If Malaysians were intent on trimming the excesses of their sultans, a good place to begin would be to stop treating them so royally. Mahathir had difficulties reining in the sultans in the 1980s and 90s because he and the citizens were sending out conflicting signals. On one hand they wanted to curb the sultans’ powers, on the other, the citizens continued to grovel before the sultans, kissing their hands and generally sucking up to get their Datukship and other royal honors. Mahathir would have sent a far stronger and more effective message had he declined the various royal awards heaped upon him and at the same time cut down on the number of royal awards.

This illustrates the other pairing of my diamond of development, the equally crucial leader-culture dynamics. Mahathir may want to emasculate the sultans, but the cultural milieu of revering the royalty remains. He would have had a better chance of success had he also changed the cultural environment of blind obedience to the sultans. Apart from trimming the royal honor lists (that would also save money and resources), he should have prohibited ministers and others from accepting royal titles while they are in office, and restrict the use of royal titles and honors only on ceremonial occasions. Titles like Datuk and Tan Sri should not be on official documents like passports or loan applications. After a few years of such incremental changes, Malaysians would soon treat their sultans as the Mindanao Filipinos do their Sultan of Sulu.

One dramatic move would have been not to bail out these sultans whenever they incurred massive gambling debts abroad. Imagine one of these sultans being handcuffed and led to a Las Vegas jail for not honoring his gambling debt! Such actions would have a powerful impact on the collective Malay psyche, driving home the important concept that these sultans are mere mortals. Or to put it in the earthy language of my kampong folks, their (royal) fart still stinks.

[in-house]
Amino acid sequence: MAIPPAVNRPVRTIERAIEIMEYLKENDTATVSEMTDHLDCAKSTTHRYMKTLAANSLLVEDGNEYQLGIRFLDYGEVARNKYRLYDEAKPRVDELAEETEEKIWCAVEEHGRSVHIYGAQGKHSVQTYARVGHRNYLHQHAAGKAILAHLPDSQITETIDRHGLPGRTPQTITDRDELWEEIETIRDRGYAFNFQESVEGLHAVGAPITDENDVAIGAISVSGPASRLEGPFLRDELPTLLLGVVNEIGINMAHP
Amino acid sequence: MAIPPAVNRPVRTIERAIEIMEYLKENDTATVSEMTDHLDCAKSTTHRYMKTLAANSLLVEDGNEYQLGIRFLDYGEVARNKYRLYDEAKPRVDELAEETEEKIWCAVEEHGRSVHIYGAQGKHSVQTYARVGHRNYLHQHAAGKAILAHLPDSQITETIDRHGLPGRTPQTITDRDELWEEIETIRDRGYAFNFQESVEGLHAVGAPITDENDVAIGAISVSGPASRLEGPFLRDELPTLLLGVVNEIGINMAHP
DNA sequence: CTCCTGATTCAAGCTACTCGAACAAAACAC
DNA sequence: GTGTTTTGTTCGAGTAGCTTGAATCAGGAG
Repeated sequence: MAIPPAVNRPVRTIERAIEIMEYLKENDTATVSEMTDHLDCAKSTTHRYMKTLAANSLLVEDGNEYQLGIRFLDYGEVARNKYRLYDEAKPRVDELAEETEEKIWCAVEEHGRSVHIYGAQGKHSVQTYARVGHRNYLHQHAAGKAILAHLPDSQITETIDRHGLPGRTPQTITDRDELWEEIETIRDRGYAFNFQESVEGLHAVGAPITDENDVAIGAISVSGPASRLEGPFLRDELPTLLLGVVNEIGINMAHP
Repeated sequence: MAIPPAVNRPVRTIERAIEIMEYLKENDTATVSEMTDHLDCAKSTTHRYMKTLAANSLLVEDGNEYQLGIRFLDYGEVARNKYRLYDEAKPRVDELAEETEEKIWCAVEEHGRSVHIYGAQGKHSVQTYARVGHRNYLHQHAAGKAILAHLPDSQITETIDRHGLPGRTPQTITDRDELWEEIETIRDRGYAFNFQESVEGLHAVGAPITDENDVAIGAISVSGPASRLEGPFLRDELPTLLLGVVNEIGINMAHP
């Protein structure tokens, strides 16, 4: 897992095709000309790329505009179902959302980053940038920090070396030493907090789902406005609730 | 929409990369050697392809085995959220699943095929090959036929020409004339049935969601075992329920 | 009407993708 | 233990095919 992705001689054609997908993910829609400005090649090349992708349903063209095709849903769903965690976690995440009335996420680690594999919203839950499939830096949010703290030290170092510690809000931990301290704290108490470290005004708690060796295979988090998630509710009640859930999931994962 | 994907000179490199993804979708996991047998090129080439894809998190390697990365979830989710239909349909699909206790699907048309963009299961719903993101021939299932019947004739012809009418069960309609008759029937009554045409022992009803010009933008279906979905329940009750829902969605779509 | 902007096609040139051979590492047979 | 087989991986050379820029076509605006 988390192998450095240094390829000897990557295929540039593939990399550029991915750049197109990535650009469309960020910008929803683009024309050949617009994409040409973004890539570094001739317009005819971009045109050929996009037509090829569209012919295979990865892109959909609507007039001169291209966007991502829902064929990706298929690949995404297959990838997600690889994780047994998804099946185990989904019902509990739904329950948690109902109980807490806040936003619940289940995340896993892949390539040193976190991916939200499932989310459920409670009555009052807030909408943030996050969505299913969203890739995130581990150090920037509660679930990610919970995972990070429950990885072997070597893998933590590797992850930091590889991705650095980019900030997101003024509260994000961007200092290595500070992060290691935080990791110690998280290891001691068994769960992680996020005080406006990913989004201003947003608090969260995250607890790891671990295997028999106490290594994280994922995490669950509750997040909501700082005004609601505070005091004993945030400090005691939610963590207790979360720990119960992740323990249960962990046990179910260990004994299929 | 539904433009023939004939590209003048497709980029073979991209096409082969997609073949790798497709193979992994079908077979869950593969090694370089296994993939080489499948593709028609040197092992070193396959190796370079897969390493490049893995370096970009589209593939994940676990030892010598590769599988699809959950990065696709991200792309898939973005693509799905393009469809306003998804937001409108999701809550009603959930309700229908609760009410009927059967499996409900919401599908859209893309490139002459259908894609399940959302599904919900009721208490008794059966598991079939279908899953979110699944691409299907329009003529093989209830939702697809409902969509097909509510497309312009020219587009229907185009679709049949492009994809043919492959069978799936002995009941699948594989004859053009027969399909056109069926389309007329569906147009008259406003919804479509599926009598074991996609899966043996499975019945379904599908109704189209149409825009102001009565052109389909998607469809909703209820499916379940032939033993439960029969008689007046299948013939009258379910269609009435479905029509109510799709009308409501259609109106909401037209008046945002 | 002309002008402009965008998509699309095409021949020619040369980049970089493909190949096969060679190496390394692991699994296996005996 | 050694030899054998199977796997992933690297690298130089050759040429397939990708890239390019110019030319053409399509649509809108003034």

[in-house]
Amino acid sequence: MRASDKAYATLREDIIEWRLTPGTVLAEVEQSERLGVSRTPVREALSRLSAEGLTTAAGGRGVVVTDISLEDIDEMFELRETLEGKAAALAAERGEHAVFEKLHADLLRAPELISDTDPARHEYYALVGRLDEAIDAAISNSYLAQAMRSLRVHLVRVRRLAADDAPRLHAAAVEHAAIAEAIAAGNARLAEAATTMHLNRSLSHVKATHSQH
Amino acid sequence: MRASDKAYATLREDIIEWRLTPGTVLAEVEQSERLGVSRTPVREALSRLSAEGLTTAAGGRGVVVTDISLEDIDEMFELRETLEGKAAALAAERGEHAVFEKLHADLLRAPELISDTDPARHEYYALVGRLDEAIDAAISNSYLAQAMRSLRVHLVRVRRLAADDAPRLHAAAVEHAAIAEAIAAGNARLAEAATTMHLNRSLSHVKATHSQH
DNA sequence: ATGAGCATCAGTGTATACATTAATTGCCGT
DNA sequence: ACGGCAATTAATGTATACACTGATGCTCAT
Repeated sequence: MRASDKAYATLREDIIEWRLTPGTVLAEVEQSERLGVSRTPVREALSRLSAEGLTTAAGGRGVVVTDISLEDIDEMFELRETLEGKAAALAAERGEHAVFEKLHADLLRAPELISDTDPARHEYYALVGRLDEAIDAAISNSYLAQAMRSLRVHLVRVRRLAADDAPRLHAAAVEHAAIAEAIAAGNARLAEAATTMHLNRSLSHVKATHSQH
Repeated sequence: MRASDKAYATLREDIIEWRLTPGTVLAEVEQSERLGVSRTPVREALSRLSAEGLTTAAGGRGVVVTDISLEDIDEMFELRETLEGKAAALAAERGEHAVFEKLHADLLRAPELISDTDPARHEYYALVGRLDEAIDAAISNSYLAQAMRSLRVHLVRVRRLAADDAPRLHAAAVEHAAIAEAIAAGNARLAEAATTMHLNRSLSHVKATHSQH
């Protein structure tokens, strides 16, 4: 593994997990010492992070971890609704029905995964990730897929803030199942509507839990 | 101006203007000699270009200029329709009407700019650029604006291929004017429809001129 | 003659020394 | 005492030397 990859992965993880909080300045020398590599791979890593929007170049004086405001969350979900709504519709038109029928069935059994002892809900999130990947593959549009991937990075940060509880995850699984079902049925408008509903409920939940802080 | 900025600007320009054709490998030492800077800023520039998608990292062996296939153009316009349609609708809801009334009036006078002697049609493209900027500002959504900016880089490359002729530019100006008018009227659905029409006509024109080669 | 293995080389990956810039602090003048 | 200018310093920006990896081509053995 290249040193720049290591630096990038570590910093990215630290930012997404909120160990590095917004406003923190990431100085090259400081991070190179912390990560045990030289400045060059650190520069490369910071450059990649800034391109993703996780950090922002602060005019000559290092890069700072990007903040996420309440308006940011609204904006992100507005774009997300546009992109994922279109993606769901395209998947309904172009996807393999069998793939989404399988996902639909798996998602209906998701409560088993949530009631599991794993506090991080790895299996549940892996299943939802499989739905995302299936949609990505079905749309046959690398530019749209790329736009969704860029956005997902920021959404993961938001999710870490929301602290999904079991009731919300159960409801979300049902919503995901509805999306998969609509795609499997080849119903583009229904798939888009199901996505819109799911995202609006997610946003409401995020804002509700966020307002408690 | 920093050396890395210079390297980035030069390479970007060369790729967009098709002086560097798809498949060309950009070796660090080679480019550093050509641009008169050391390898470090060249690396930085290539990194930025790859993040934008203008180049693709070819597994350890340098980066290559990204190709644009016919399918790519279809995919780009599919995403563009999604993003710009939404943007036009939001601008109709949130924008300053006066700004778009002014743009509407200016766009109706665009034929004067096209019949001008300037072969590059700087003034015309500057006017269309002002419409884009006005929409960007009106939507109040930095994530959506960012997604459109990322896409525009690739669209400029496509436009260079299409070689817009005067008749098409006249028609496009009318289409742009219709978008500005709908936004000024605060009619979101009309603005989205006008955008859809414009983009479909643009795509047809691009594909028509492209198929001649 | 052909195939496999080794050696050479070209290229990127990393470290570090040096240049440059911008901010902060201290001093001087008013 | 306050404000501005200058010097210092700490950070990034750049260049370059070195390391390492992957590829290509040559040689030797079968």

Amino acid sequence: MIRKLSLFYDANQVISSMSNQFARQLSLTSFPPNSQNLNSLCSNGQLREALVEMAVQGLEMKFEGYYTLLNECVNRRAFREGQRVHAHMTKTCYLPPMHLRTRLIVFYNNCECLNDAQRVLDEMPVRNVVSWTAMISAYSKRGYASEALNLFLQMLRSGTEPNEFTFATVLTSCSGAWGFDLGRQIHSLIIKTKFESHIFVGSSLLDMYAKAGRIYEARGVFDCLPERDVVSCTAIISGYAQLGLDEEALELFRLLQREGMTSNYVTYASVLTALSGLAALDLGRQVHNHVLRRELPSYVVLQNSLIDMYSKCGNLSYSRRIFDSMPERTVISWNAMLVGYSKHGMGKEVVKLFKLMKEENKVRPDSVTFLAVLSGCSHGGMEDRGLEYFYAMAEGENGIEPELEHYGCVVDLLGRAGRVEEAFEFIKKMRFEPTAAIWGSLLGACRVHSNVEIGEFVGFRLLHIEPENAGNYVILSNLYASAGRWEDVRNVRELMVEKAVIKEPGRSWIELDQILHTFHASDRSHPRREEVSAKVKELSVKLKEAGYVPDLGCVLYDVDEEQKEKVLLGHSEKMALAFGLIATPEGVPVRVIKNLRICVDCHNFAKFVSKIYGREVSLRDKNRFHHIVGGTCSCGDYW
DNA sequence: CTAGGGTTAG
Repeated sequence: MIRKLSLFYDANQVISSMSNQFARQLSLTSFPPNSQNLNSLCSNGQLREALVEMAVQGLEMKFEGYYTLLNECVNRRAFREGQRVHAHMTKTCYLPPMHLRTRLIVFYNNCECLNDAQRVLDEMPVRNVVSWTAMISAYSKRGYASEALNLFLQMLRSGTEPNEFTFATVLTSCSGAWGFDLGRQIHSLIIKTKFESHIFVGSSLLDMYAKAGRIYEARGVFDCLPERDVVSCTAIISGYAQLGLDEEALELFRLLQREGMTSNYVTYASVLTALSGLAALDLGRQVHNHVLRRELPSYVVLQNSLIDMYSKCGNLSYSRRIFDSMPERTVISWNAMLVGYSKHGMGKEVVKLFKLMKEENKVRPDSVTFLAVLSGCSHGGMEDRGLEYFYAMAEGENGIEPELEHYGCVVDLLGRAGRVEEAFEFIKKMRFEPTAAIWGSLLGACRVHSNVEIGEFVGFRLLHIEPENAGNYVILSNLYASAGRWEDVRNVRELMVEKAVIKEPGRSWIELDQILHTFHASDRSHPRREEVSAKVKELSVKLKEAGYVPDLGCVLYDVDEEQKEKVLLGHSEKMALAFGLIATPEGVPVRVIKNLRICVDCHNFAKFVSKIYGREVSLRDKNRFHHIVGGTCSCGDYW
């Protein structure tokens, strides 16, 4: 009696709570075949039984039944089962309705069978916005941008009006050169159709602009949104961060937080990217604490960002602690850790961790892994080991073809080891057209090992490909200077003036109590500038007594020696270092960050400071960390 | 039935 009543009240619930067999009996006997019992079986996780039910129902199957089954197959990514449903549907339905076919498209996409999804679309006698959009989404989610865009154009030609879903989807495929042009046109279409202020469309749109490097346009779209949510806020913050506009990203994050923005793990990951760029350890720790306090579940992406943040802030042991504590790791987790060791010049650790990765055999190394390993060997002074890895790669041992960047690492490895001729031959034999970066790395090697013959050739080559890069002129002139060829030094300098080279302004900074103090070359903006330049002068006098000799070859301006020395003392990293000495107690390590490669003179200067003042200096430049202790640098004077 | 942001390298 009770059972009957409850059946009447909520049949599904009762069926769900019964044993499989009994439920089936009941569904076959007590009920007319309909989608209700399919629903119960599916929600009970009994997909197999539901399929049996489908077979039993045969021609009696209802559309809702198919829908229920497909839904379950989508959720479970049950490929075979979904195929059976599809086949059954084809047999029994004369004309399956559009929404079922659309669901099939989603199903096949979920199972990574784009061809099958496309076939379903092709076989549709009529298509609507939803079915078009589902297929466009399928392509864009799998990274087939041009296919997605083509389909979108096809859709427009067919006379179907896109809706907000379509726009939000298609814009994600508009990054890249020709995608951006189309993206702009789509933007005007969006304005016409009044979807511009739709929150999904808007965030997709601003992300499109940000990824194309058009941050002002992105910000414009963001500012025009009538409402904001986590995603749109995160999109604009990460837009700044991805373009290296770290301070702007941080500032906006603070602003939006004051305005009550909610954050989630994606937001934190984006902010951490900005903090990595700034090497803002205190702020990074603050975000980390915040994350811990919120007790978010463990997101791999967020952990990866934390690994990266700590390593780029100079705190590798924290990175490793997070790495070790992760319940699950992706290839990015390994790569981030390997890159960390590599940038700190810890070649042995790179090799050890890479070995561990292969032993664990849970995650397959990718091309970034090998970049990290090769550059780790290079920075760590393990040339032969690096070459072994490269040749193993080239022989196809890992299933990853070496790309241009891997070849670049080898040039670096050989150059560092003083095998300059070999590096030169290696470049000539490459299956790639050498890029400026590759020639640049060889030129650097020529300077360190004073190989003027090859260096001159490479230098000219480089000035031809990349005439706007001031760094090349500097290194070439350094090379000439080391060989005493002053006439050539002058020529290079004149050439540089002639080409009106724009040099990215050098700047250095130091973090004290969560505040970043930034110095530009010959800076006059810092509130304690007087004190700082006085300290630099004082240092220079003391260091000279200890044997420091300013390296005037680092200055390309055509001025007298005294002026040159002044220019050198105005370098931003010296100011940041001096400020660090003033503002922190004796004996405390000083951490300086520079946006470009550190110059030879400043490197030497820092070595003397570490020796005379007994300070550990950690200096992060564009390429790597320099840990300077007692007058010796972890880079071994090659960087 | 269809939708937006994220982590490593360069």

Instead, Mahathir resorted to unleashing his hound dogs in the media to expose the shenanigans (real and imagined) of the royal families. As usual, the media types went overboard, and with their already stretched credibility, the whole exercise backfired, with the citizens sympathizing with their sultans instead.

This leader-culture dynamics is well displayed in many Arab countries. The Arab culture, in particular its belief in predestination and excessive adherence to tradition, feeds Saddam’s egomaniacal tendencies and the belief that he had been divinely destined to rule. Saddam in turn feeds on the Arab culture of tribalism by favoring his relatives and tribesmen in dishing out his country’s bounty. Likewise with the leader-geography dynamics; for without Iraq’s oil wealth Saddam would not have been able to afford those expensive and powerful armaments with which to threaten his people and neighbors, as well as feed his massive ego.

Of the three, the leader-follower dynamics is most pivotal, followed by the leader-culture, and leader-geography. A sophisticated and educated citizenry would not likely elect incompetent rabble-rousers as leaders. In America, Saddam would not have a chance being elected dogcatcher. Responsible citizens provide effective checks and balances on the powers and behaviors of their leaders. Likewise enlightened leaders will bring out the best among their followers, striving them to greater heights.

The bulk of the literature on leadership focuses on leaders, but as indicated, it is equally important to understand the other half, the followers, as well as dynamics of the interactions between the two. The Quran clearly defines this relationship. Followers are to follow their leaders, but only if those leaders follow the commands of God, meaning, they are just. If they are not, followers are obligated to change their leaders.

Next: Evolution and Patterns of Leadership